Bosnia’s wartime legacy still haunts us

Choosing not to intervene in Bosnia had grave repercussions that continue to affect lives today.

Jasper Johnson

This past week, a United Nations court found Radovan Karadzic, a man who served as a politician during the Bosnian War, guilty of committing war crimes in Srebrenica.
In a similar story, a federal judge sentenced the Minnesota man Zdenko Jakisa to deportation last month after Jakisa misrepresented information on his immigration application when he fled from Bosnia in 1998. Before he fled Bosnia, Jakisa shot his elderly neighbor with an AK-47. 
In short, the Bosnian War took place between Bosnians, Croatians and Serbians from 1992 to 1995. Military forces committed war crimes — notably ethnic cleansing — against Bosnian Muslims. 
Growing up, my school’s history courses never taught us about the war. That was a serious oversight. The conflict reminds us of the necessity of humanitarian invention and of how recently genocides have taken place on European soil. 
Looking back, many argue that the United States should have intervened in Bosnia much sooner than it did. I wholeheartedly agree. The lack of intervention represents a notable failure of the international community to intervene in a humanitarian crisis — a failure which ranks alongside that of the Rwandan genocide. 
The implications of the Bosnian genocide on religion should interest us, too. The horrendous persecution of Bosnian Muslims and the seeming indifference of the global community led to resentments which hold fast to this very day. 
Notably, these resentments have played a substantial role in the disenfranchisement and terrorist recruitment of young Bosnians. Many people point to U.S. interventions in the Middle East as a source of terrorist grievances. However, only a few decades ago, it was a lack of intervention which contributed to the grievances we see today.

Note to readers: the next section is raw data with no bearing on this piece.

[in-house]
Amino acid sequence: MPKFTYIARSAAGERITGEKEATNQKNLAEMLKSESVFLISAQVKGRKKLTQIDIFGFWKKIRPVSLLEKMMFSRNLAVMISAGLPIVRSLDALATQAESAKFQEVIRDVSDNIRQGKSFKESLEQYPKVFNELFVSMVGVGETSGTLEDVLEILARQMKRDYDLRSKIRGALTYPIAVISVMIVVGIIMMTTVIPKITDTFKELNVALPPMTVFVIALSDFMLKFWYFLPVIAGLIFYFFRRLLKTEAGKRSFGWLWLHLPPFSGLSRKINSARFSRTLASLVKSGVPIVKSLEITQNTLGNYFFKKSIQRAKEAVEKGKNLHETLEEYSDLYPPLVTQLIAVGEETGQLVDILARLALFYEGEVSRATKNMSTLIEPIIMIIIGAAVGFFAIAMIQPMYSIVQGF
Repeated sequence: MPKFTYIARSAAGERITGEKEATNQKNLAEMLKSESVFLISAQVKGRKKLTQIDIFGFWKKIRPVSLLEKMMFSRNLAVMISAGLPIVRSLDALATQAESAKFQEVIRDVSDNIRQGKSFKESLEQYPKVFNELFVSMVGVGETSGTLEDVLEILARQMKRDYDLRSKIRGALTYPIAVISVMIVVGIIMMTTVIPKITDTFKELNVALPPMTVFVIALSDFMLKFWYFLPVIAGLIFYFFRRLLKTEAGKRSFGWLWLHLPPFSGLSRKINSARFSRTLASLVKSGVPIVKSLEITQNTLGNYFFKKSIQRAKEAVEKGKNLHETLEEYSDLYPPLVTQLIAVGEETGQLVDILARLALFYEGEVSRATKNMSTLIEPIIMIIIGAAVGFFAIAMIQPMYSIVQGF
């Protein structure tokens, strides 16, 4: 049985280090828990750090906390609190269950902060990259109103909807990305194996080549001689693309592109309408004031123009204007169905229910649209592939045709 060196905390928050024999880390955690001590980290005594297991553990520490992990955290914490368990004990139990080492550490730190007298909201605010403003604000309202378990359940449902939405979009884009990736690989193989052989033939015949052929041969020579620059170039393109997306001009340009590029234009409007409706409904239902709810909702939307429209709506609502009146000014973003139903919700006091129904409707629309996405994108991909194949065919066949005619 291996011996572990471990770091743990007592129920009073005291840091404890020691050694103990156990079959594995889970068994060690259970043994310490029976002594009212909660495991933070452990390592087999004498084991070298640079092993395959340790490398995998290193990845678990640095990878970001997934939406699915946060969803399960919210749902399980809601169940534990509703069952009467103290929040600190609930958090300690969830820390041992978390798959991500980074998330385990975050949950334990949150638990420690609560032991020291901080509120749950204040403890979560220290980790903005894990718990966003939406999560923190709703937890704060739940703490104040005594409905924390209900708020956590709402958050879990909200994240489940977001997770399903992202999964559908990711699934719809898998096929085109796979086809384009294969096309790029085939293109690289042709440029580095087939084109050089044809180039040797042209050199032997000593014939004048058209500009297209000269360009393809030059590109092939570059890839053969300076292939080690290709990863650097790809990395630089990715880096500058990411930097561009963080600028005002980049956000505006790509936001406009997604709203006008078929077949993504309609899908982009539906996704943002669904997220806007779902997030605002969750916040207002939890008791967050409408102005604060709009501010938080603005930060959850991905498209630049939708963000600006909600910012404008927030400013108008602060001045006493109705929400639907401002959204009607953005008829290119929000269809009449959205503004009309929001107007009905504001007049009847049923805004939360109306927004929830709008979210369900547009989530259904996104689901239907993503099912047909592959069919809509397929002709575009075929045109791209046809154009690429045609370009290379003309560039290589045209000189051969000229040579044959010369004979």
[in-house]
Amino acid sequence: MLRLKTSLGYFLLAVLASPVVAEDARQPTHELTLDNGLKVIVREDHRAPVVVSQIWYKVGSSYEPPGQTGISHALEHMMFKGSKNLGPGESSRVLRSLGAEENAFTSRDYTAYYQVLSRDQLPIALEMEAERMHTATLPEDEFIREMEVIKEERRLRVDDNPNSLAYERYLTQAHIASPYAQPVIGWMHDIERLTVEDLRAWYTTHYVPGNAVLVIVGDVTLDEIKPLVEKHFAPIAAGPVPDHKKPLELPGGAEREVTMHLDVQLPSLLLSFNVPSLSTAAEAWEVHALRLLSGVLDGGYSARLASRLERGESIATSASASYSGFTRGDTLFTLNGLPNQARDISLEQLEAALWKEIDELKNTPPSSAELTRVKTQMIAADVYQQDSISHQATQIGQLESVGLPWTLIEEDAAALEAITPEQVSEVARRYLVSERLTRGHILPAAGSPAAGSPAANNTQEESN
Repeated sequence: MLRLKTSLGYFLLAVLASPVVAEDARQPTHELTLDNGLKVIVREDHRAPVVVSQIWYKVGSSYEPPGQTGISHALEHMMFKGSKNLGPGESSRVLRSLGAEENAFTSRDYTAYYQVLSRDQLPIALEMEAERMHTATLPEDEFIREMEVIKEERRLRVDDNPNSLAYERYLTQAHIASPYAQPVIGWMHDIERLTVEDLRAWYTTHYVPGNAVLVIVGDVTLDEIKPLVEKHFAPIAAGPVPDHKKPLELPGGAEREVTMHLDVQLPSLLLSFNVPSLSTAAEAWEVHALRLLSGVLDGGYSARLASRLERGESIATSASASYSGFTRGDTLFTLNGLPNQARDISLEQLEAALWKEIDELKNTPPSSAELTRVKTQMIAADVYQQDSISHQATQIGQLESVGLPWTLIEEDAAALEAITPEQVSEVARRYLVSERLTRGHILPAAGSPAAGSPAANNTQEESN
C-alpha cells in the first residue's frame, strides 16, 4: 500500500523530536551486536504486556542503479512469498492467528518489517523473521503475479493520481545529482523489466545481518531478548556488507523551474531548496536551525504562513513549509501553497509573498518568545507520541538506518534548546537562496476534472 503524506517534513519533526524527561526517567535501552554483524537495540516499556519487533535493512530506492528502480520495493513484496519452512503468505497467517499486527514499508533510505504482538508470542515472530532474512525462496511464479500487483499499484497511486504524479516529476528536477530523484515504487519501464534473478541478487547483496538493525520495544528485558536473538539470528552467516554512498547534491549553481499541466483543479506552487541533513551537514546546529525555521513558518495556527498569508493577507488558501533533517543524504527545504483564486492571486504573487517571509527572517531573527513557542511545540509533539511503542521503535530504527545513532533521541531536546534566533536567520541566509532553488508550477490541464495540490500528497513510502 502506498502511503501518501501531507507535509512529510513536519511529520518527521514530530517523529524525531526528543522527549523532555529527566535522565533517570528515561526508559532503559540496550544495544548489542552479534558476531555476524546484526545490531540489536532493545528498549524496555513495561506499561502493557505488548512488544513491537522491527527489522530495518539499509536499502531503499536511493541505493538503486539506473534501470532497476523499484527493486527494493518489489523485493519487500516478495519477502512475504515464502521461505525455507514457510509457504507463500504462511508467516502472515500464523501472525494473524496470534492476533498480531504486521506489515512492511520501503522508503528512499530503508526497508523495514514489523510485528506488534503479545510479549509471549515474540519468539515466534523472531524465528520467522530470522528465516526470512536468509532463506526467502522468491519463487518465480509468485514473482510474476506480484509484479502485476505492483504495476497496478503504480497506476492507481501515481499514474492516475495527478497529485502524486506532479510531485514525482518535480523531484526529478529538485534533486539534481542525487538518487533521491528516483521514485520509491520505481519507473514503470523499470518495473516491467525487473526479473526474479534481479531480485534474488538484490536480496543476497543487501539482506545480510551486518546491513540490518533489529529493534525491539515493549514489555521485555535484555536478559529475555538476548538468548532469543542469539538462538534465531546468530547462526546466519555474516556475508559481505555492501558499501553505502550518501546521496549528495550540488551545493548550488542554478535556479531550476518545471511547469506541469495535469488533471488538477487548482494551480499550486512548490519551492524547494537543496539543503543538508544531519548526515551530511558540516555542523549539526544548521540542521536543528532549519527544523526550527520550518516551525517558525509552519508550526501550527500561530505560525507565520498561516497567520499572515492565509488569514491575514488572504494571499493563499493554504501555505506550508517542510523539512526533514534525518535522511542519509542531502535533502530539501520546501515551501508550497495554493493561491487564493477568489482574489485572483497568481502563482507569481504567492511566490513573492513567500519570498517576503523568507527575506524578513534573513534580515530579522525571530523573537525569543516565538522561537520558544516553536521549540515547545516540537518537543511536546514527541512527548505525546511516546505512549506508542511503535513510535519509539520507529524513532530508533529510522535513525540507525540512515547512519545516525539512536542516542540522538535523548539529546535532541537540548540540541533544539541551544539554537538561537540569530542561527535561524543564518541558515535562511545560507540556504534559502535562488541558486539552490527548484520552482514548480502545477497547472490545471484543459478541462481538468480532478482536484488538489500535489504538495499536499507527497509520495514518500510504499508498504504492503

We in the U.S. tend to associate hawkishness with anti-Muslim sentiment. To be fair, several of our country’s recent interventions have targeted the Middle East. However, we should view these interventions as humanitarian endeavors. 
It’s become relatively uncontroversial to say that the U.S. could have saved many lives if it had intervened in Bosnia earlier than it did. Fortunately, since 2005, many states worldwide have spoken about the “responsibility to protect” (R2P). The conversation centers on our common moral obligation to stop genocides, ethnic cleansings, war crimes and the like. R2P is now relevant in light of cases like Syria or Darfur.
We as human beings have an obligation to stop atrocities, and Bosnia was an example of our deep failure to do so. People my age grew up watching coverage of the Iraq War. 
What we saw could harmfully skew our political attitudes away from intervention and nudge us toward dovishness. Yet we need to realize the importance of timely intervention. 
Bosnia provides an example of the horrors that arise when we fail to stop an atrocity. In many cases, pacifism, non-interventionism and dovishness quite literally kill.
Jasper Johnson welcomes comments at [email protected].